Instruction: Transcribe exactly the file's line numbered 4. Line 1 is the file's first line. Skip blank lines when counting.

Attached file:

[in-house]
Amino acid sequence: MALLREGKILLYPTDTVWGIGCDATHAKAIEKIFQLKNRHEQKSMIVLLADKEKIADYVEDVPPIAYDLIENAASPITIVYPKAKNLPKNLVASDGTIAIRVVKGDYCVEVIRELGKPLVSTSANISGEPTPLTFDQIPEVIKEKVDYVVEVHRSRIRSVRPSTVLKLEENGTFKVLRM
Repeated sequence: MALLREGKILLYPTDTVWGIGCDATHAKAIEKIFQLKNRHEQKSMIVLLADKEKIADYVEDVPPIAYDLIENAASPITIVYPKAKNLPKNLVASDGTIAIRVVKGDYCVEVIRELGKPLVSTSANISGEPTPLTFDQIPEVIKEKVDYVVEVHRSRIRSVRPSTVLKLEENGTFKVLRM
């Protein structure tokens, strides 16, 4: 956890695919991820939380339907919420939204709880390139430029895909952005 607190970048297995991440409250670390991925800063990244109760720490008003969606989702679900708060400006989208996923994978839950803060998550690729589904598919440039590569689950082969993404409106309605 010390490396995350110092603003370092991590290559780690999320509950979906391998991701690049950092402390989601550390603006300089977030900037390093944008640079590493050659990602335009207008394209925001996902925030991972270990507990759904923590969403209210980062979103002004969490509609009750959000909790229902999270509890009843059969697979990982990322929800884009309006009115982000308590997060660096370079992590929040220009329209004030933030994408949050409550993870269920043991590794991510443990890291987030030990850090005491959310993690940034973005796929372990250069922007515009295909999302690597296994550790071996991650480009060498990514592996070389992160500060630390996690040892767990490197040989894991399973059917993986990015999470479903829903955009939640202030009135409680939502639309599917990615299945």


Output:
């Protein structure tokens, strides 16, 4: 956890695919991820939380339907919420939204709880390139430029895909952005 607190970048297995991440409250670390991925800063990244109760720490008003969606989702679900708060400006989208996923994978839950803060998550690729589904598919440039590569689950082969993404409106309605 010390490396995350110092603003370092991590290559780690999320509950979906391998991701690049950092402390989601550390603006300089977030900037390093944008640079590493050659990602335009207008394209925001996902925030991972270990507990759904923590969403209210980062979103002004969490509609009750959000909790229902999270509890009843059969697979990982990322929800884009309006009115982000308590997060660096370079992590929040220009329209004030933030994408949050409550993870269920043991590794991510443990890291987030030990850090005491959310993690940034973005796929372990250069922007515009295909999302690597296994550790071996991650480009060498990514592996070389992160500060630390996690040892767990490197040989894991399973059917993986990015999470479903829903955009939640202030009135409680939502639309599917990615299945």